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  • This week in history 13 – 19 July

    On this day in history events for week 13-19 July.

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  • John Dee

    John Dee, astrologer, mathematician, alchemist, antiquary, spy, philosopher, geographer and adviser to Elizabeth I and various influential statesmen during her reign, was born in London on 13th July 1527.

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  • Medieval and Tudor Games Quiz

    If you’ve watched my Claire Chats video on Tudor Indoor Games then you should find this quiz easy-peasy!

    How much do you know about Medieval and Tudor card games, dice games, board games and indoor pursuits? Test your knowledge with this fun quiz.

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  • 11 July 1564 – The Plague hits Stratford-upon-Avon

    On this day in history, 11th July 1564, the plague hit Stratford-upon-Avon, birthplace of William Shakespeare, in Warwickshire, or rather the first death from the disease was recorded in the parish.

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  • Indoor Tudor Games Video

    A video on Tudor indoor games, including card games, dice games and board games.

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  • Reformation Books

    As requested by those who joined Gareth Russell’s live chat last month, here is a list of recommended reading on the Reformation.

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  • July 1575 – Elizabeth I visits Kenilworth Castle

    From the 9th to the 27th July 1575 Elizabeth I stayed at Kenilworth Castle in Warwickshire, home of her great friend Robert Dudley, Earl of Leicester. She had visited Kenilworth three times before but this was a special visit in that it lasted nineteen days and was the longest stay at a courtier’s house in any of her royal progresses.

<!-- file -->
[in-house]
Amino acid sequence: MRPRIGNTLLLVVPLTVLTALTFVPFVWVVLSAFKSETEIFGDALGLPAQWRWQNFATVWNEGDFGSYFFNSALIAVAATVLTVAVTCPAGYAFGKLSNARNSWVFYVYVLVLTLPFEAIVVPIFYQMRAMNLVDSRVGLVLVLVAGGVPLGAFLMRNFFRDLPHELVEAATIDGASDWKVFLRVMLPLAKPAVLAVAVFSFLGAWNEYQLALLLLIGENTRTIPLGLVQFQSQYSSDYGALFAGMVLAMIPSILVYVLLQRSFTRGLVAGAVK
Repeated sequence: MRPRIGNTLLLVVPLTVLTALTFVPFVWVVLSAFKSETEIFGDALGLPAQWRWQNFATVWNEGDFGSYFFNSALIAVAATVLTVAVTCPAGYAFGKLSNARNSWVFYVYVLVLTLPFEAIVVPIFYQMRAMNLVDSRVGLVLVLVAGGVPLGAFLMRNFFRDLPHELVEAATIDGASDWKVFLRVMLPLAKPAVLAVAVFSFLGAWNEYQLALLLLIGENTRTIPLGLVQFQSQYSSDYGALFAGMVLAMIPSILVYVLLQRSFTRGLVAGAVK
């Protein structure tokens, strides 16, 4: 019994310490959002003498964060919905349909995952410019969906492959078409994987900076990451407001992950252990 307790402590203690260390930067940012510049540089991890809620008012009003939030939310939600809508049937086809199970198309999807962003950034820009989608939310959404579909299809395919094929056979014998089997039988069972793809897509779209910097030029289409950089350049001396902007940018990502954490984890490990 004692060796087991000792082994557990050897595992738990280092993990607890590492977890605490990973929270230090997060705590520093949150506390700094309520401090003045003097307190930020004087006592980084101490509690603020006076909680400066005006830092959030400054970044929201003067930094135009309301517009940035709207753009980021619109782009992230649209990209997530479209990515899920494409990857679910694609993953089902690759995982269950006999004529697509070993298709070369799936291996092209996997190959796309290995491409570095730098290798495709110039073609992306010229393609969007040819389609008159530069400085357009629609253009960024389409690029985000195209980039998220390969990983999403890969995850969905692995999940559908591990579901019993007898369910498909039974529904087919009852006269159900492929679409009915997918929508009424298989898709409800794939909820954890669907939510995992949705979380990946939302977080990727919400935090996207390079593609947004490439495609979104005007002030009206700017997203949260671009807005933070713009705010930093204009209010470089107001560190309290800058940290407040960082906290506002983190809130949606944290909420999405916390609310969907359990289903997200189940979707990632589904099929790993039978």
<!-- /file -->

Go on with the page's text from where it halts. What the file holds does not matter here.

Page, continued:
We know a substantial amount about Elizabeth’s visit to Kenilworth because it was recorded in a letter by Robert Langham, a member of Dudley’s household, and in an account by poet and actor George Gascoigne, a man hired by Robert Dudley to provide entertainment during the royal visit.

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  • 9 July 1553 – Mary Tudor writes to the Privy Council

    After declaring herself queen the previous day, in front of her household at Kenninghall, Mary Tudor, daughter of Henry VIII and half-sister of the late King Edward VI, wrote the following letter to the privy council:

    “My lords, we greet you well and have received sure advertisement that our dearest brother the King and late sovereign lord is departed to God. Marry, which news, how they be woeful unto our hearts, He wholly knoweth to whose will and pleasure we must and do humbly submit us and our will.

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  • Thomas Cranmer’s Everlasting Gift: The Book of Common Prayer

    Thank you to Beth von Staats for joining us here on the Tudor Society today as part of her book tour for Thomas Cranmer: In a Nutshell. She is here to share an excellent article on Thomas Cranmer and the Book of Common Prayer – thanks Beth!

    MadeGlobal Publishing is offering one copy of the paperback version of Thomas Cranmer: In a Nutshell as a prize for one lucky commenter. All you have to do to enter the giveaway is to comment below saying what you find so fascinating about Thomas Cranmer. You need to leave your comment by midnight (UK time) on Wednesday 15th July. The winner will be picked at random and contacted for his/her postal address. The giveaway is open internationally.

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  • Kett’s Rebellion – July 1549

    8th July 1549 was the beginning of Kett’s Rebellion. Robert Kett, a Norfolk farmer, agreed to lead a group of protesters who were angry with the enclosure of common land. The protesters marched on Norwich, and by the time they reached the city walls, it is said that they numbered around 16,000.

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  • Expert Talk – Dr Elizabeth Goldring: Robert Dudley and the world of Elizabethan art

    In this month’s expert talk, Dr. Elizabeth Goldring from Warwick University talks about the art collection of Robert Dudley, Earl of Leicester.